By Jack Woodul
As Veteran Viet Nam Attack Pilots, our dive bombing dive angle and release heights varied with the threat environment. Napalm and Snakeye retarded bombs were limited to permissive environments, with delivery altitudes of 100-300-ft AGL (above ground level). Initially, our air wing attacks against major targets in North Viet Nam, which were heavily defended with both optically aimed and radar controlled flak, used a 60 degree high-dive delivery from some 12,000-15,000-ft, with a release altitude of around 6,500-ft. Anti aircraft hits were common, so dive bombing runs were not the canned, predictable, stable flight paths of peacetime, predicated on an accurate dive angle and release altitude. Getting shot at accurately tended to disrupt stability, so my bomb run often involved getting as steep as I could and pressing the attack to as low an altitude as I could; then, pulling as many g’s as I could (7 g’s was standard) until the nose was above the horizon, maintaining enough energy to maneuver vertically and horizontally to escape tracking fire. This tactic evolved with the advent of surface-to-air missiles (SAM) to ingress at 3,500-ft AGL, which was supposed to be above the light weapon envelope and below the SAM envelope. The bomb run involved popping up to some 12,000-ft, then diving at 45 degrees and releasing at an altitude of some 4,500-ft. I can tell you that a heavily-laden A-4 Skyhawk was uncomfortably slow and sluggish at roll-in, vulnerable to both flak and SAM. Later tactics reverted to steep dive angle and higher release, the better see and avoid SAMs. The same Stuka technique of steep dive angle and low release got good results. But the lower the release, the better chance Uncle Gomer had to perforate you some.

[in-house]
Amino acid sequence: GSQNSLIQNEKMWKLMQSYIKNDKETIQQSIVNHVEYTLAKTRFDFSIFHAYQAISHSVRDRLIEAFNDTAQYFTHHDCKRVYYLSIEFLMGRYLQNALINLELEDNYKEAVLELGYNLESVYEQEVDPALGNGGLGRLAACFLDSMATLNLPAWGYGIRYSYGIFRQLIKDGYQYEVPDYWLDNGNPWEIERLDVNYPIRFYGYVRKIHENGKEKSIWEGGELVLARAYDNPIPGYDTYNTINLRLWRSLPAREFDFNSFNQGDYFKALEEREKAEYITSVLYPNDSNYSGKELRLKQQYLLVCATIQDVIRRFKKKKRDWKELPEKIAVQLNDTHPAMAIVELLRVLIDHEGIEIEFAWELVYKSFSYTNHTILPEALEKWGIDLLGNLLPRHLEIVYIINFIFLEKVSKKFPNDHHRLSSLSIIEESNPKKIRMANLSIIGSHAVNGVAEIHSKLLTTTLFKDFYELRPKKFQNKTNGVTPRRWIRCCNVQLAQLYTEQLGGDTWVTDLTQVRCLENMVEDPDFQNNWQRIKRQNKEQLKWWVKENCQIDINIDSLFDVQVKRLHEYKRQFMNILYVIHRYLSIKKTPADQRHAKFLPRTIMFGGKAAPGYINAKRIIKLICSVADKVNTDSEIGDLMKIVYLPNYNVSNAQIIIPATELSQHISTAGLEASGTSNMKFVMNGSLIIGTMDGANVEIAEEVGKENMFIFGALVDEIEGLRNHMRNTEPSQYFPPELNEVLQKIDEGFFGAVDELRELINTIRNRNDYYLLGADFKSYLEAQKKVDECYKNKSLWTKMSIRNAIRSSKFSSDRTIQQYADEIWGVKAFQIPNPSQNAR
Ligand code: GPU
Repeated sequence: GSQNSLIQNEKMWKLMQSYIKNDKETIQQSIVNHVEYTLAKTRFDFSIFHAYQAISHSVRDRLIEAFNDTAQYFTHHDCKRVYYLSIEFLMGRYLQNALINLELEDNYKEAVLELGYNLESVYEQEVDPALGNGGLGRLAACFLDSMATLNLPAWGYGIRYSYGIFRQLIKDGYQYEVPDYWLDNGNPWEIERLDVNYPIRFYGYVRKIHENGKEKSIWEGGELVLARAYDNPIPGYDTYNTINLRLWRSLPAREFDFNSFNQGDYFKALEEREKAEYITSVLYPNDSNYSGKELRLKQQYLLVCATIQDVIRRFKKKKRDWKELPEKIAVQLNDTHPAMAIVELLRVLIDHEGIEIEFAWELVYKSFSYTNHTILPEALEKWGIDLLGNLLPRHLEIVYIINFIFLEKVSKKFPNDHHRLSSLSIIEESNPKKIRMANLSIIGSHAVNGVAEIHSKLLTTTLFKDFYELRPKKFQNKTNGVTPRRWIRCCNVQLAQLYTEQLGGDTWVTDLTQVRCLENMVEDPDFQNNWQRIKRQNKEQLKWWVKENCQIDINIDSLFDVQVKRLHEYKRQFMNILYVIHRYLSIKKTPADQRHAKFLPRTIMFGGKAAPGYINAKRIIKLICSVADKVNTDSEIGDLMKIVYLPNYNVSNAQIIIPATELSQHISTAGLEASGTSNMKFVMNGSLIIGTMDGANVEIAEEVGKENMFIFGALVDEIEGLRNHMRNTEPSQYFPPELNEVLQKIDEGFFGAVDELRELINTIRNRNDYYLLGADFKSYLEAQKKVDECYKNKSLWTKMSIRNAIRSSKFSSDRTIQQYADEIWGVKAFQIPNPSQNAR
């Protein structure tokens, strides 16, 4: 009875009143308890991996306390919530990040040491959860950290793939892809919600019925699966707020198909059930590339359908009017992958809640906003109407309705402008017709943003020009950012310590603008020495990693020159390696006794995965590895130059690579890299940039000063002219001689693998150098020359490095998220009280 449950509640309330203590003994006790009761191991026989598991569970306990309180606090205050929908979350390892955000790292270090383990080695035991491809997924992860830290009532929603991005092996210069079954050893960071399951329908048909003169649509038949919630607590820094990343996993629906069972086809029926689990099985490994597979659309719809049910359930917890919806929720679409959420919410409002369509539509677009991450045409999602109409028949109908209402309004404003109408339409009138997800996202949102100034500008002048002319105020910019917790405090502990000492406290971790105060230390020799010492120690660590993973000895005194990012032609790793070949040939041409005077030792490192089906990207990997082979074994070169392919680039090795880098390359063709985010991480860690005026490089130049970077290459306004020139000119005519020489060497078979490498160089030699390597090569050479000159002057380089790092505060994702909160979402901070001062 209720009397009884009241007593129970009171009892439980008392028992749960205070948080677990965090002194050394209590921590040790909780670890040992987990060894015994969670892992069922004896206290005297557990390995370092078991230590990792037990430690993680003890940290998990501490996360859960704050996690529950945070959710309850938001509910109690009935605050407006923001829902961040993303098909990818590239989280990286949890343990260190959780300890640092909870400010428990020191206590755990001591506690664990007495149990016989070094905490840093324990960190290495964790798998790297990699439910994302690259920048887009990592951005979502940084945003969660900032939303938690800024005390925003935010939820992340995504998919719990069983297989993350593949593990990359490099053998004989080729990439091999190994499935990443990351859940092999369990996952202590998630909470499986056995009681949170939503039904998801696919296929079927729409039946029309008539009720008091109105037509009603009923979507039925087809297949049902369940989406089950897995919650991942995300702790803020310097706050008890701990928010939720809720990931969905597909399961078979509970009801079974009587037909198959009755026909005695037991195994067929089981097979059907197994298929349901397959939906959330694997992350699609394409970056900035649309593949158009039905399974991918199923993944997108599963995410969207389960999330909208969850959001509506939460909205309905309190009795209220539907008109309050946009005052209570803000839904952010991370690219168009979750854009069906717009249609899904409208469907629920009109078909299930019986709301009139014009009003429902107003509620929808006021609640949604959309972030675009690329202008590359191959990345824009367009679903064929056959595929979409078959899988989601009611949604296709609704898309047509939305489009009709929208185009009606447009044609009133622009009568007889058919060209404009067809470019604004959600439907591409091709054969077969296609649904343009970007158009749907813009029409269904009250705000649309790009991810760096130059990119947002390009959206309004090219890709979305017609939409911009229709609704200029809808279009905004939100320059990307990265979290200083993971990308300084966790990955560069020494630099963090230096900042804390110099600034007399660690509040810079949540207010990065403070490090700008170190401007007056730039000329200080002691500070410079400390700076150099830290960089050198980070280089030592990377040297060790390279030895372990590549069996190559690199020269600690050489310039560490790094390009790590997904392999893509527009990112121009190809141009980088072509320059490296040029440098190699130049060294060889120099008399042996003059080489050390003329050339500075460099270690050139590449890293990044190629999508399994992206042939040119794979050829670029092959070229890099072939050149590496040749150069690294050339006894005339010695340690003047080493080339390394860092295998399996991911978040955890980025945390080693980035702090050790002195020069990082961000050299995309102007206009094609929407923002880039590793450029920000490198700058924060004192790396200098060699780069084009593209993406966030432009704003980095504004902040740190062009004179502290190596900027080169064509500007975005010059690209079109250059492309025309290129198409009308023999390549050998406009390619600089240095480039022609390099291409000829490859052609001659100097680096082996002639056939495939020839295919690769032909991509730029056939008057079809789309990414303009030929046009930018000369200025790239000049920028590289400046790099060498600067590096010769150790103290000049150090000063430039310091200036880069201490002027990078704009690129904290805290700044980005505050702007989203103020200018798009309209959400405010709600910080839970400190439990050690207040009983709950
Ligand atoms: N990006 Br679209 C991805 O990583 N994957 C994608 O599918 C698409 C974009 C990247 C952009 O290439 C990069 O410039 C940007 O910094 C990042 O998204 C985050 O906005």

Peace-time bomb patterns were mostly canned, 450-knot, 30-degree dive angle, 2500-ft release altitude, practiced over and over again until the groove was automatic. Errors of dive angle, airspeed could be recognized and compensated for in other ways. In combat, maneuvering in the dive made this skill very necessary to compensate to get hits. Air Force Thud (F-105 Thunderchief) pilot friends agree with me that, when in a tight, get as steep as you can and press the target as long as you can; then, pickle and pull like crazy.
There was a peace time bomb delivery tactic called “Low and Slow.” The A-4 was flown at 180 knots and half flaps to deliver both bombs and rockets. It was fun and accurate, but the Bad Guys would have blown us out of the sky in North Viet Nam. Some staff puke Navy captain visited our air wing and advocated the use of Low and Slow to win the war. We didn’t have to be told not to talk to him.
I found an intriguing 1951 article by Major Jack Bolt, then of VMF-311 but later and F-86 exchange pilot and the only USMC ace of the Korean War. He noted that Douglas SBD dive bombers from World War II typically dived at 70 degrees and 240 knots and seldom took anti-aircraft hits (AA). But F9F Panthers and other jets usually bombed at 30 degrees and more than 400 knots, but frequently took AA hits. In order to be nose-level at 2,000-ft the SBD dropped at 2,400-ft; the Panthers at 3,200-ft with attendant diminished accuracy. However, “own blast” concerns had many jets recovering at 3,000-ft to avoid the fragmentation pattern. What to do?
Bolt recommended delayed-action bombs (up to five minutes) in order to concentrate a flight onto and off the target as fast as possible. Recommended procedure was a 35-40-degree dive, drop 1,800-ft above target elevation, with simultaneous 100-percent power, retract speed brake, and a 5 g pull.
Apparently, it wasn’t widely adopted owing to increasing AA, but I thought it interesting that the “Slow But Deadly” of Battle of Midway fame influenced jet tactics, however briefly.